Friday, May 19, 2023

The Eamont Way

Penrith, Cumbria. Tuesday 18-April-2023.

The Eamont Way is a new walking route of 5.5 miles from Penrith Railway Station to Pooley Bridge Steamer Pier. It is the work of Friends of the Ullswater Way. It is actually a collection of existing paths with new signs and gates and was only inaugurated on Friday 14th April, a few days before this walk.  

Having missed the inaugural walk we decided to give it a go ourselves and then walk back via Askham following another walk from my Lake District Walks with History book. The latter is described as "an atmospheric walk across lonely moors dotted with mysterious Bronze Age remains". 

Part 1: Outbound along the Eamont Way.

We downloaded and printed off the map. 

We then walked up to the station and found the start point. A short walk down to the A66 and then cut off down a side path.

River Eamont. Fairly full after recent rains.

This barn conversion near Sockbridge is called Wordsworth Cottage. Apparently it was formerly part of the estate once owned by Wordsworth’s grandfather who lived in nearby Sockbridge Hall.

The route goes through a mixture of fields and lovely country lanes.

We saw many daffodils but not yet up to Wordsworths "A host, of golden daffodils". We also saw many cute lambs who all ran to Mum when you approached the fence to take a photo.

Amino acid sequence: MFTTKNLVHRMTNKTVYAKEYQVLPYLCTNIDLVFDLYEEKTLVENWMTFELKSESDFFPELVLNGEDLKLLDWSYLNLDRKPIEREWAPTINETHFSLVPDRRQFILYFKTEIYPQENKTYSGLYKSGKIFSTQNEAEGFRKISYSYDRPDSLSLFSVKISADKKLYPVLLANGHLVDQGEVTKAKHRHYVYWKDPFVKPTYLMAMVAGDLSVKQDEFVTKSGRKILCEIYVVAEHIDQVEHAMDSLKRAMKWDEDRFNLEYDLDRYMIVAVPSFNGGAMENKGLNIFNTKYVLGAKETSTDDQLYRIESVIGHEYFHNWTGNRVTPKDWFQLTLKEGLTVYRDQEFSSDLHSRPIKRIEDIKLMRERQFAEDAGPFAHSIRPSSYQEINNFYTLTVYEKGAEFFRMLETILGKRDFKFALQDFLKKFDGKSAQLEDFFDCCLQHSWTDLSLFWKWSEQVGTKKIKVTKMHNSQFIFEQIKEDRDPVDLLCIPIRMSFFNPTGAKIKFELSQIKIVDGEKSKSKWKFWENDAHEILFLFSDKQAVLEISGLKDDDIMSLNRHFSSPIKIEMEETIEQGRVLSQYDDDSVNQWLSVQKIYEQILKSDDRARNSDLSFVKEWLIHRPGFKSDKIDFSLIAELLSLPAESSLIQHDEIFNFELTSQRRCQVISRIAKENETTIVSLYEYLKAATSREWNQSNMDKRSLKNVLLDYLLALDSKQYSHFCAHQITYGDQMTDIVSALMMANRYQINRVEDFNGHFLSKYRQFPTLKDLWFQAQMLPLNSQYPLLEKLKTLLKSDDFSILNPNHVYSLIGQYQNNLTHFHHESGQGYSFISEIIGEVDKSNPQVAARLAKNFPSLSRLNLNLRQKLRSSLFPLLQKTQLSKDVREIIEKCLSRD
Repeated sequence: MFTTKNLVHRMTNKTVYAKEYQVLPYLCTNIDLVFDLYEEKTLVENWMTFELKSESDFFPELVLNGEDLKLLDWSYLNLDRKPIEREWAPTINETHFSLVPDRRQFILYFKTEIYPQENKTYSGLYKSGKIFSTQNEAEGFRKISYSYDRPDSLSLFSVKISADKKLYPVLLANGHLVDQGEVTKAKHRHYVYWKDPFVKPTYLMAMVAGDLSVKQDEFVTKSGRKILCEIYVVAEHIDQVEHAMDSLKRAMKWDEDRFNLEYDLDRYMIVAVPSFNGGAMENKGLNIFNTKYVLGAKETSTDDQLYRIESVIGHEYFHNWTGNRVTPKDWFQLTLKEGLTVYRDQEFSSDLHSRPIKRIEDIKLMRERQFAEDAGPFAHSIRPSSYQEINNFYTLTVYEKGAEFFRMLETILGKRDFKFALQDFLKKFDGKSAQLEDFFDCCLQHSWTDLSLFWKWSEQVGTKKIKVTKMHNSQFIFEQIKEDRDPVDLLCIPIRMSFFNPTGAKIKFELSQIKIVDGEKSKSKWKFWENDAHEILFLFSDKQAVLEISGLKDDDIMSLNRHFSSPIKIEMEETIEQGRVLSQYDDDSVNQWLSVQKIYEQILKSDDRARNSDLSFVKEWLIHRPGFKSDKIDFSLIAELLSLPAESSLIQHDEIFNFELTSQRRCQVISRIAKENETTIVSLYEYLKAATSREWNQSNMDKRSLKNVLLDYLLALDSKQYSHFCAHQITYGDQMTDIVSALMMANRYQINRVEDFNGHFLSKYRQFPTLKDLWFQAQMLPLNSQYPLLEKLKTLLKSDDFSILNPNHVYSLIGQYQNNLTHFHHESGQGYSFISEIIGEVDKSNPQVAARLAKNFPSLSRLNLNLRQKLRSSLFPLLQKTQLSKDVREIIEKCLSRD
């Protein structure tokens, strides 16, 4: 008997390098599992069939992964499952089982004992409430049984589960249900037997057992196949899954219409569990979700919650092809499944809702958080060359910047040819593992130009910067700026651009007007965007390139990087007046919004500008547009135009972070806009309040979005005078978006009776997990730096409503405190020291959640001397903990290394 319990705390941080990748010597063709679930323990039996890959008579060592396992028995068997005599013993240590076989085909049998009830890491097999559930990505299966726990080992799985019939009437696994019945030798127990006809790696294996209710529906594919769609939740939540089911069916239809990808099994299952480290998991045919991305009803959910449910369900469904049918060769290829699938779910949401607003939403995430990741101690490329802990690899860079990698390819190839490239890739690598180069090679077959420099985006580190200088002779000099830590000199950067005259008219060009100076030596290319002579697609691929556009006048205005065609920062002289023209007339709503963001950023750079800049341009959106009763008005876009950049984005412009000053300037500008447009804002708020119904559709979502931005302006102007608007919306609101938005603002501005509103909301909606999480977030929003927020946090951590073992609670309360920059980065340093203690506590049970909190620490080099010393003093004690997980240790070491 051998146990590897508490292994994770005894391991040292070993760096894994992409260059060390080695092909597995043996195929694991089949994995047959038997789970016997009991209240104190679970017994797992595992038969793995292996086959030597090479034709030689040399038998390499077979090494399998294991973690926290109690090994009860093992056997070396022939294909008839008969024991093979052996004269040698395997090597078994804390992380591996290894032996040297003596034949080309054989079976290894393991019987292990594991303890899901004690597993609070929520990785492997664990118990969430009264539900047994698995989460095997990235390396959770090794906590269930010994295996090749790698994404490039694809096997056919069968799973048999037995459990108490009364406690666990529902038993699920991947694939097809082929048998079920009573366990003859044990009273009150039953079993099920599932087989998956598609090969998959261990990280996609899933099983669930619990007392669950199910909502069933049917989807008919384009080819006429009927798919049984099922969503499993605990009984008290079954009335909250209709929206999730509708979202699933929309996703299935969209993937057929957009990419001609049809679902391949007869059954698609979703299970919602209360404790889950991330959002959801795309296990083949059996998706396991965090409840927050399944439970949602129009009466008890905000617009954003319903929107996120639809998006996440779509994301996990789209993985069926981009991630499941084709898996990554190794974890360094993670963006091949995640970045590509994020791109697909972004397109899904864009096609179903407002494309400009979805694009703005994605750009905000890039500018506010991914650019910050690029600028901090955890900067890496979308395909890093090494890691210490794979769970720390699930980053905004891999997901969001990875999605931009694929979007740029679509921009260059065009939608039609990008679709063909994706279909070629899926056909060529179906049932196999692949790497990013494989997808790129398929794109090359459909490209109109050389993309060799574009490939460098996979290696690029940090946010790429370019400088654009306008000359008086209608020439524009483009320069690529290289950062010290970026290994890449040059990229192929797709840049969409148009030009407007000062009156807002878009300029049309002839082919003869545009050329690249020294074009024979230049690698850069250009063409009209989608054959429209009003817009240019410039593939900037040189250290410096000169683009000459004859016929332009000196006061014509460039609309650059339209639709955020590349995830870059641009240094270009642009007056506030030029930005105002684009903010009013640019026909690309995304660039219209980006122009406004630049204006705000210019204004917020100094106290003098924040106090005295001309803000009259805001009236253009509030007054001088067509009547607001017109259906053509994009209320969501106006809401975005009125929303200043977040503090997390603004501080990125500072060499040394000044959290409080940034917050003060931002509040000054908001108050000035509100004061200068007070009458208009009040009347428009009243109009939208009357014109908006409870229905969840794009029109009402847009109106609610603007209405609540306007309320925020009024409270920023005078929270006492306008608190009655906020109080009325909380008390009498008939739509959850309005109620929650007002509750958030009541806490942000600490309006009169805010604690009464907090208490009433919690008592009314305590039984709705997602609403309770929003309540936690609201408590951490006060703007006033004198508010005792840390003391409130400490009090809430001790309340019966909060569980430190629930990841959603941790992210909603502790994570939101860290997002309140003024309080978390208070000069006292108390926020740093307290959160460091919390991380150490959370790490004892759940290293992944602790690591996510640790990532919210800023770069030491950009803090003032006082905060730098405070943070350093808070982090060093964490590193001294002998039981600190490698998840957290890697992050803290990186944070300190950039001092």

Kirkbarrow Hall. This Gothic house on the main road, now a dairy farm, once belonged to Leonard Dacre, described by Queen Elizabeth as a "very cankred subtill traitor" for his role in the Rising of the North (1569).  Read more on the Friends of the Ullswater Way site.

The walk is pretty level, no huge ups and down through beautiful countryside.

The boat house at Pooley Bridge and the end of the Eamont Way.

Part 2: Return via Askham Fell.

A lovely place for a rest, looking over Ullswater.

Getting up onto Askham fell with views of Ullswater.

Galava & Brocavum were two local Roman forts. The Roman mile (mille passus, lit. "thousand paces"; abbr. m.p.) consisted of a thousand paces as measured by every other step—as in the total distance of the left foot hitting the ground 1,000 times.

The bronze age Cockpit stone circle. According to the book no-one knows for sure why it was built or why, as friend have pointed out, the grass is always greener inside the circle. 

The Cop Stone, another Bronze Age mystery. About 1.5m high and 1m thick, today a solitary stone but believed originally to be part of a cairn ring about 20m in diameter.

Heading back to Askham, the imposing Lowther Castle with the Pennines in the background.

Moving time 5:09:20. Distance 25.23km.

Lovely day for it but about 25km in all so definitely felt a bit weary afterwards. Our poor feet!

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